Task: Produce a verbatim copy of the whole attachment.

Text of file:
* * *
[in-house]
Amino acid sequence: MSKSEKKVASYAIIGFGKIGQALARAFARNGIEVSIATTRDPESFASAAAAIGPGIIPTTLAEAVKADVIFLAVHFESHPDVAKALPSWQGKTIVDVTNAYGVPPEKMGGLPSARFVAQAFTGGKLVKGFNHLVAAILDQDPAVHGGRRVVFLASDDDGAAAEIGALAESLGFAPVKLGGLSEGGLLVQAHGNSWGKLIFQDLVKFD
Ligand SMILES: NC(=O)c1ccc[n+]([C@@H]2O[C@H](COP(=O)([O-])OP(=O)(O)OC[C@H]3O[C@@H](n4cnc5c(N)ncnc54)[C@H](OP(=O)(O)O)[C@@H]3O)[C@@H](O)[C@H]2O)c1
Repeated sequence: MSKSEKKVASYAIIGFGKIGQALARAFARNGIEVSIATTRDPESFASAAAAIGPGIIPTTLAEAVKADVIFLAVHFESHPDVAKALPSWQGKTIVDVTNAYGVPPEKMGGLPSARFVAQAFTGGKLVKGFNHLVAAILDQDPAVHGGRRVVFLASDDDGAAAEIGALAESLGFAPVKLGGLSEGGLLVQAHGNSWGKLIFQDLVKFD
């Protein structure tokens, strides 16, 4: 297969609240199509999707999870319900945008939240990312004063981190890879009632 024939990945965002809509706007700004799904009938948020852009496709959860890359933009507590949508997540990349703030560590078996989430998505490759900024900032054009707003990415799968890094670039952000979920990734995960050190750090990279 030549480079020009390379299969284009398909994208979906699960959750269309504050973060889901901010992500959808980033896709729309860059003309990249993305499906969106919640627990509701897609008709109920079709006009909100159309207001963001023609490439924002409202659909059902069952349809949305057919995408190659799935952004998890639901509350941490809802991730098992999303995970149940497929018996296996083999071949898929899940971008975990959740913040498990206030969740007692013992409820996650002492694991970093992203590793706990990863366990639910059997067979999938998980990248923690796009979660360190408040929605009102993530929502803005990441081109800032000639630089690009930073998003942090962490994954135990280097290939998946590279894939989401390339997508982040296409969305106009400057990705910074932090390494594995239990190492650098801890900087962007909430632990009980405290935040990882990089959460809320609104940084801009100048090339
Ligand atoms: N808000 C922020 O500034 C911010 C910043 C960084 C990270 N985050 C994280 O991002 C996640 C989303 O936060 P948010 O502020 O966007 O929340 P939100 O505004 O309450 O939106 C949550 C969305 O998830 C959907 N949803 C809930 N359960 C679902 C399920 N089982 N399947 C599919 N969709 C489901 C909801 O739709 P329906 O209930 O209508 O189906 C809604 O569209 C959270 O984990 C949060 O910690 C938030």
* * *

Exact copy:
[in-house]
Amino acid sequence: MSKSEKKVASYAIIGFGKIGQALARAFARNGIEVSIATTRDPESFASAAAAIGPGIIPTTLAEAVKADVIFLAVHFESHPDVAKALPSWQGKTIVDVTNAYGVPPEKMGGLPSARFVAQAFTGGKLVKGFNHLVAAILDQDPAVHGGRRVVFLASDDDGAAAEIGALAESLGFAPVKLGGLSEGGLLVQAHGNSWGKLIFQDLVKFD
Ligand SMILES: NC(=O)c1ccc[n+]([C@@H]2O[C@H](COP(=O)([O-])OP(=O)(O)OC[C@H]3O[C@@H](n4cnc5c(N)ncnc54)[C@H](OP(=O)(O)O)[C@@H]3O)[C@@H](O)[C@H]2O)c1
Repeated sequence: MSKSEKKVASYAIIGFGKIGQALARAFARNGIEVSIATTRDPESFASAAAAIGPGIIPTTLAEAVKADVIFLAVHFESHPDVAKALPSWQGKTIVDVTNAYGVPPEKMGGLPSARFVAQAFTGGKLVKGFNHLVAAILDQDPAVHGGRRVVFLASDDDGAAAEIGALAESLGFAPVKLGGLSEGGLLVQAHGNSWGKLIFQDLVKFD
């Protein structure tokens, strides 16, 4: 297969609240199509999707999870319900945008939240990312004063981190890879009632 024939990945965002809509706007700004799904009938948020852009496709959860890359933009507590949508997540990349703030560590078996989430998505490759900024900032054009707003990415799968890094670039952000979920990734995960050190750090990279 030549480079020009390379299969284009398909994208979906699960959750269309504050973060889901901010992500959808980033896709729309860059003309990249993305499906969106919640627990509701897609008709109920079709006009909100159309207001963001023609490439924002409202659909059902069952349809949305057919995408190659799935952004998890639901509350941490809802991730098992999303995970149940497929018996296996083999071949898929899940971008975990959740913040498990206030969740007692013992409820996650002492694991970093992203590793706990990863366990639910059997067979999938998980990248923690796009979660360190408040929605009102993530929502803005990441081109800032000639630089690009930073998003942090962490994954135990280097290939998946590279894939989401390339997508982040296409969305106009400057990705910074932090390494594995239990190492650098801890900087962007909430632990009980405290935040990882990089959460809320609104940084801009100048090339
Ligand atoms: N808000 C922020 O500034 C911010 C910043 C960084 C990270 N985050 C994280 O991002 C996640 C989303 O936060 P948010 O502020 O966007 O929340 P939100 O505004 O309450 O939106 C949550 C969305 O998830 C959907 N949803 C809930 N359960 C679902 C399920 N089982 N399947 C599919 N969709 C489901 C909801 O739709 P329906 O209930 O209508 O189906 C809604 O569209 C959270 O984990 C949060 O910690 C938030």